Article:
The red kite (Milvus milvus) will disappear completely from the south of Spain if nothing is done to stop its falling numbers. Forty years ago, 70 pairs of red kites lived in the mountain ranges of Sierra Morena, Cazorla and Odiel, but today that number has dropped to just three.
Doñana National Park provides a refuge for 28 pairs, but even in this protected reserve, there are signs of decline. Julio Blas and Fabrizio Sergio, researchers at the Doñana Biological Station, warn that if urgent measures are not introduced, the bird, whose population has fallen by 95%, will be extinct within 20 years.
Forty years ago, an average of 100 red kites were born every year in the reserve. Today the average is 10
“If it wasn’t for Doñana, it would already be extinct,” says Blas, the co-author of a study on the red kite’s dramatic population decline published in Endangered Species Research. Using information taken from field work over nearly half a century, the study found that 40 years ago, an average of 100 red kites were born every year in the reserve. Today the average is 10.
“Doñana is important but it’s not enough. It is not completely closed off, especially for a species with so much mobility,” warns Blas. According to the researcher, the main threats facing the bird are the illegal use of poisons, habitat changes, a decline in prey, exposure to pollution, and an increase in competition with other species.
But none of these reasons alone explains the “historic decline” of the red kite. “Over six decades we have documented a silent and gradual fall in the number of the species, a notable reduction in their distribution area and a deterioration of their reproductive capacity. These phenomena on a regional level are replicated within the Doñana Nation Park, only that here, because it is a protected area, they occur at a much slower rate, and give the false impression that everything is in order in protected areas,” says Sergio, who co-authored the study on the population decline of the red kite.
Sergio and Blas are demanding immediate measures to identify, locate and address the threats. “The priority is understanding the role these factors have on the population decline. It’s likely that these problems are interacting with climate change. We have begun a study on the hormonal system of the species and its relationship to their response capacity to certain ecological aspects,” explains Blas.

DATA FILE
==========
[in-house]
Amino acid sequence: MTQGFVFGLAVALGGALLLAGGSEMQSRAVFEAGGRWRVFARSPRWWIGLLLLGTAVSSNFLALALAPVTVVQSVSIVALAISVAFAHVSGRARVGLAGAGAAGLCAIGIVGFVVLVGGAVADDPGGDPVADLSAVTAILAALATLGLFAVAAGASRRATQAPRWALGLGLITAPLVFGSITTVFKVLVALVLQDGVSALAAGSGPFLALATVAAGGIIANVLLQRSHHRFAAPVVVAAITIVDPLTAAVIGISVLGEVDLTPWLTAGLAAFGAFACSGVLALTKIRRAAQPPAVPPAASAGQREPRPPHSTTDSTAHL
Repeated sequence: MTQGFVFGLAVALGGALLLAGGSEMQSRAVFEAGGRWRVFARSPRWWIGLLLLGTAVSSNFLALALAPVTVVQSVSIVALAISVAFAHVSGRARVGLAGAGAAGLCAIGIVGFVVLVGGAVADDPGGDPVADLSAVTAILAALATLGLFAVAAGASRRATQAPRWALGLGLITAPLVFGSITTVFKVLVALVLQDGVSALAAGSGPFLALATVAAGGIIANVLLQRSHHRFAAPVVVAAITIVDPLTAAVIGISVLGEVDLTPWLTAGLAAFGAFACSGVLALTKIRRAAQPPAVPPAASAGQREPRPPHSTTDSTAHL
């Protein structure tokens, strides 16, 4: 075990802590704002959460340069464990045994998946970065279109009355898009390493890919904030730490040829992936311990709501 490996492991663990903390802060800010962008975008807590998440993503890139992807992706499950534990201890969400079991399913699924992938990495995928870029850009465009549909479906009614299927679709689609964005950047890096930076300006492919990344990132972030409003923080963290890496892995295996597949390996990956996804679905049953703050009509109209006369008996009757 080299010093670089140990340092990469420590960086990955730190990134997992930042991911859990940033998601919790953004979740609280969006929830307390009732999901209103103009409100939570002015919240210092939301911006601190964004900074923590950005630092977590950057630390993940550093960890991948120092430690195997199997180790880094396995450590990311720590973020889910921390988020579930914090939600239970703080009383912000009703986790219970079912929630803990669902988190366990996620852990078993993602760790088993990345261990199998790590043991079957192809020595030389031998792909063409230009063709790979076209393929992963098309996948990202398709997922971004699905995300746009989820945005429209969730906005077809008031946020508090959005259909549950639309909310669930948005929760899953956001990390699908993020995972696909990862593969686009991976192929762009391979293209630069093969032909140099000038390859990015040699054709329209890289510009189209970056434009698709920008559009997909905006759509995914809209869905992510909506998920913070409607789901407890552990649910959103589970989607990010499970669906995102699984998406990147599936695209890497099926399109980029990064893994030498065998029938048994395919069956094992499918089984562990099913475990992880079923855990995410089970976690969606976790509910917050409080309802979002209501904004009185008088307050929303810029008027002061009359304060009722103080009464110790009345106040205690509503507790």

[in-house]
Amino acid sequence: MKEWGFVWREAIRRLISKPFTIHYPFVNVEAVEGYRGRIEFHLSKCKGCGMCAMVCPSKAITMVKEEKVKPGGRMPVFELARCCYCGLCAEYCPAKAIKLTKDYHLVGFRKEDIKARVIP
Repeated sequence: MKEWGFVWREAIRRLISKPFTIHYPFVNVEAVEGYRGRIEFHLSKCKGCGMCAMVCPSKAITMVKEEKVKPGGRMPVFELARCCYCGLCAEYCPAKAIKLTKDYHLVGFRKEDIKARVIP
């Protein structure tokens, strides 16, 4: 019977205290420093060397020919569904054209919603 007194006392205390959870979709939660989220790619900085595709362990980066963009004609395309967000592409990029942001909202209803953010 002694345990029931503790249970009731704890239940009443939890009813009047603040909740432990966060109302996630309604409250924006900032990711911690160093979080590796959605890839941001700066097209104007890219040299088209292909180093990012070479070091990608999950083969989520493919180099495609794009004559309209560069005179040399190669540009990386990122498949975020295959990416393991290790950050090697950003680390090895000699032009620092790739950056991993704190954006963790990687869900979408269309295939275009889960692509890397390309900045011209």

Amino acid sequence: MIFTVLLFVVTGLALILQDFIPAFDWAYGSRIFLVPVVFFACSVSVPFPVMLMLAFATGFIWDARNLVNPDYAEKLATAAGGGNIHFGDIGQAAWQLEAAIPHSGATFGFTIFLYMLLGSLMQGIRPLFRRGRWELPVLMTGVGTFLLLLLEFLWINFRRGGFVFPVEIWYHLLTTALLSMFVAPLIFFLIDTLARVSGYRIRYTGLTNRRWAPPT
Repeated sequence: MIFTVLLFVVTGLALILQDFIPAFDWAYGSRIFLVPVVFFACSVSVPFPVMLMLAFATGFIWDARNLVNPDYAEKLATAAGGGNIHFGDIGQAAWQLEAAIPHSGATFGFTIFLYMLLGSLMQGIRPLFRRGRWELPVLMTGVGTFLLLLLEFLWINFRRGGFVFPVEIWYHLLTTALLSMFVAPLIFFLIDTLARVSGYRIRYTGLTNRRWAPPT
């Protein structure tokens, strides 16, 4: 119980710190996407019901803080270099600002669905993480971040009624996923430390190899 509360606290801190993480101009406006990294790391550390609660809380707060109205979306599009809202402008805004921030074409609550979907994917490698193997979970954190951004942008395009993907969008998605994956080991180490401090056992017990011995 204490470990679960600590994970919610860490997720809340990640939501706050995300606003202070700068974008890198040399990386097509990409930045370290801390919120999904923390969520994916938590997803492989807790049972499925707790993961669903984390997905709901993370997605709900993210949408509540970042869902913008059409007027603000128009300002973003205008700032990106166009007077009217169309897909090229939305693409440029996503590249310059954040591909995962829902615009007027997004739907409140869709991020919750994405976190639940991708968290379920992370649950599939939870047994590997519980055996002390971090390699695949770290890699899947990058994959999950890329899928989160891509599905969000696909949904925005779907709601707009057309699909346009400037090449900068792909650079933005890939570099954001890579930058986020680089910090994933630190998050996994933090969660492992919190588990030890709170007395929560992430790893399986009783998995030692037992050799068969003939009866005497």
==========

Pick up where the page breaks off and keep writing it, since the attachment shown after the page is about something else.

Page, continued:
To address the problem, researchers want the birds to be tagged with GPS tracking devices that can be accessed by remote surveillance teams. These devices would allow researchers to see in real time where the birds are dying, analyze the cause of death and take action to limit the problem. “If we can increase the adult survival rate to the top values recorded in the bibliography, within 10 years we could pass the threshold of 70 pairs that existed in the 1980s,” says Blas.
If it wasn’t for Doñana, it would already be extinct
Researcher Julio Blas
While an agreement on a monitoring plan in the Doñana National Park is set to be signed, Blas says action must be taken immediately. He explains that the red kite faces numerous problems: besides the drop in rabbit numbers – one of the main sources of food of the red kite – there is the increasing frequency of droughts, and the increase in farmland and scrubland, which affect the bird’s hunting areas.
These are issues that affect all birds of prey, although some species have managed to fare better than the red kite. For example, there are 600 pairs of black kites and 300 booted eagles.
The diminishing red kite population is not just a local problem. Species from the north of Europe (particularly France and Germany) which fly down to southern Spain face the same dangers as the Spanish population. With so much at stake, “we have a responsibility” says Blas, to take action to save the red kite in southern Spain.
English version by Melissa Kitson.